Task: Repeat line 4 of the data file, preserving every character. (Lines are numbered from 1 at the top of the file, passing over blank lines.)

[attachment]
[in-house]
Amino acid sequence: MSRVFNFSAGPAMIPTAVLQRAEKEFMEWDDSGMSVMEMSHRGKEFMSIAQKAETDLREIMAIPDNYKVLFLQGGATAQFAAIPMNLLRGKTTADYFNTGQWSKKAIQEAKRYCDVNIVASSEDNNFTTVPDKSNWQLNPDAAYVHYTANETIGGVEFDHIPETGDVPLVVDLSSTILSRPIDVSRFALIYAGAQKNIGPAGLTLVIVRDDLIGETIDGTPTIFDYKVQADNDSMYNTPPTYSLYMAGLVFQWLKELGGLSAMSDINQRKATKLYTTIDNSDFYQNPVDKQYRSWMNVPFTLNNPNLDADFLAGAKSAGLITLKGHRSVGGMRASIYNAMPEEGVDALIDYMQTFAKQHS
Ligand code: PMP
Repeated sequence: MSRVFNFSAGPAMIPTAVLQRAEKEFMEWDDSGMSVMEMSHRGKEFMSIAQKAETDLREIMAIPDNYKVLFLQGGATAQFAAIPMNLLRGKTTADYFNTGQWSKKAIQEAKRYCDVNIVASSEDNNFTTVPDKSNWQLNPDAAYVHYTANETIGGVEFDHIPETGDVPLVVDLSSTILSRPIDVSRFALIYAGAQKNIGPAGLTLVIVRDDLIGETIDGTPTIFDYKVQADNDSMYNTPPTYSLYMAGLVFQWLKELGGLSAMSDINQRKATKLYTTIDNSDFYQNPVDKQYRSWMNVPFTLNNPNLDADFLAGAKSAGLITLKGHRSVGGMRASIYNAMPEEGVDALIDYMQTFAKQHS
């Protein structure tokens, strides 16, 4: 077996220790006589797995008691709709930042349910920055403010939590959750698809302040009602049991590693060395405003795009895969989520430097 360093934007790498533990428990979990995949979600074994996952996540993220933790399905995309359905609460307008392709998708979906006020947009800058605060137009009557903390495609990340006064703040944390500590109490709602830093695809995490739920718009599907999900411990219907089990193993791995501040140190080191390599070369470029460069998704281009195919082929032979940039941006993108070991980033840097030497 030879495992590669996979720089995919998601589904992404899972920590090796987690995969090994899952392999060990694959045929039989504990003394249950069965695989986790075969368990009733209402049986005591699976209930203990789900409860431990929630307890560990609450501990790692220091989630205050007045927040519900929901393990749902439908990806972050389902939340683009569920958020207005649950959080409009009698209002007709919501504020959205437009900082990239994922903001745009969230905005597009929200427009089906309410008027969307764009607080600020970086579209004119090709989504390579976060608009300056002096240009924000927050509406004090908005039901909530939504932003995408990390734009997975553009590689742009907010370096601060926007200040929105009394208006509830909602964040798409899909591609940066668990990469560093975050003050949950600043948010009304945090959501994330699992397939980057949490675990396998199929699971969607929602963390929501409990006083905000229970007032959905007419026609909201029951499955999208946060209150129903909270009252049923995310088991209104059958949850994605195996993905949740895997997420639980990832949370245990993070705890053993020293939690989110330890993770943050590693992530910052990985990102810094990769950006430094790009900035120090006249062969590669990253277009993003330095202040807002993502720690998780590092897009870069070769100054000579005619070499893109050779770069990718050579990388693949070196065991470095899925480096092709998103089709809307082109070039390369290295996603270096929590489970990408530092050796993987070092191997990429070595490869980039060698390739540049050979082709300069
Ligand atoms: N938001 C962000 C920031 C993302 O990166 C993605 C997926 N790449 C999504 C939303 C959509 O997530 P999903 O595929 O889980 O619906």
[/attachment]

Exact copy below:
Repeated sequence: MSRVFNFSAGPAMIPTAVLQRAEKEFMEWDDSGMSVMEMSHRGKEFMSIAQKAETDLREIMAIPDNYKVLFLQGGATAQFAAIPMNLLRGKTTADYFNTGQWSKKAIQEAKRYCDVNIVASSEDNNFTTVPDKSNWQLNPDAAYVHYTANETIGGVEFDHIPETGDVPLVVDLSSTILSRPIDVSRFALIYAGAQKNIGPAGLTLVIVRDDLIGETIDGTPTIFDYKVQADNDSMYNTPPTYSLYMAGLVFQWLKELGGLSAMSDINQRKATKLYTTIDNSDFYQNPVDKQYRSWMNVPFTLNNPNLDADFLAGAKSAGLITLKGHRSVGGMRASIYNAMPEEGVDALIDYMQTFAKQHS